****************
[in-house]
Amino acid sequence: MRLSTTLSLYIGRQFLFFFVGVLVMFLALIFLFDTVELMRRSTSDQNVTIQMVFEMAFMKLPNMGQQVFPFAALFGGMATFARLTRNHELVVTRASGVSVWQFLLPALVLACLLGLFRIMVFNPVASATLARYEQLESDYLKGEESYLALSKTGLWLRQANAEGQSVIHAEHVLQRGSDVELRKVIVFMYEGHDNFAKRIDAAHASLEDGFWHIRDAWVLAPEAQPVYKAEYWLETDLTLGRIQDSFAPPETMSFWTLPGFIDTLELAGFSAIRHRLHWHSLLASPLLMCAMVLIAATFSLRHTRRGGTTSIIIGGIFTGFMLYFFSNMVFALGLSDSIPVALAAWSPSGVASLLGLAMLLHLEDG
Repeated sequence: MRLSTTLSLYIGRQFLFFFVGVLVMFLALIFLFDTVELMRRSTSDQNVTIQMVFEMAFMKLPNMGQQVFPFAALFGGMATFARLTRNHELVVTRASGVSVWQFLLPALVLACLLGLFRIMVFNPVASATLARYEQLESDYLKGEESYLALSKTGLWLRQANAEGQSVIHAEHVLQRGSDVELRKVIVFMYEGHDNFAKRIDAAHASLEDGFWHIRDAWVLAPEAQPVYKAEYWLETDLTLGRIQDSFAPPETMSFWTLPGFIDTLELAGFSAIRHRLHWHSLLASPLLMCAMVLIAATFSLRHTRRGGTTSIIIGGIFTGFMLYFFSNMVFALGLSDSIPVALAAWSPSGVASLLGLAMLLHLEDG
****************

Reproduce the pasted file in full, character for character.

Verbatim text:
[in-house]
Amino acid sequence: MRLSTTLSLYIGRQFLFFFVGVLVMFLALIFLFDTVELMRRSTSDQNVTIQMVFEMAFMKLPNMGQQVFPFAALFGGMATFARLTRNHELVVTRASGVSVWQFLLPALVLACLLGLFRIMVFNPVASATLARYEQLESDYLKGEESYLALSKTGLWLRQANAEGQSVIHAEHVLQRGSDVELRKVIVFMYEGHDNFAKRIDAAHASLEDGFWHIRDAWVLAPEAQPVYKAEYWLETDLTLGRIQDSFAPPETMSFWTLPGFIDTLELAGFSAIRHRLHWHSLLASPLLMCAMVLIAATFSLRHTRRGGTTSIIIGGIFTGFMLYFFSNMVFALGLSDSIPVALAAWSPSGVASLLGLAMLLHLEDG
Repeated sequence: MRLSTTLSLYIGRQFLFFFVGVLVMFLALIFLFDTVELMRRSTSDQNVTIQMVFEMAFMKLPNMGQQVFPFAALFGGMATFARLTRNHELVVTRASGVSVWQFLLPALVLACLLGLFRIMVFNPVASATLARYEQLESDYLKGEESYLALSKTGLWLRQANAEGQSVIHAEHVLQRGSDVELRKVIVFMYEGHDNFAKRIDAAHASLEDGFWHIRDAWVLAPEAQPVYKAEYWLETDLTLGRIQDSFAPPETMSFWTLPGFIDTLELAGFSAIRHRLHWHSLLASPLLMCAMVLIAATFSLRHTRRGGTTSIIIGGIFTGFMLYFFSNMVFALGLSDSIPVALAAWSPSGVASLLGLAMLLHLEDG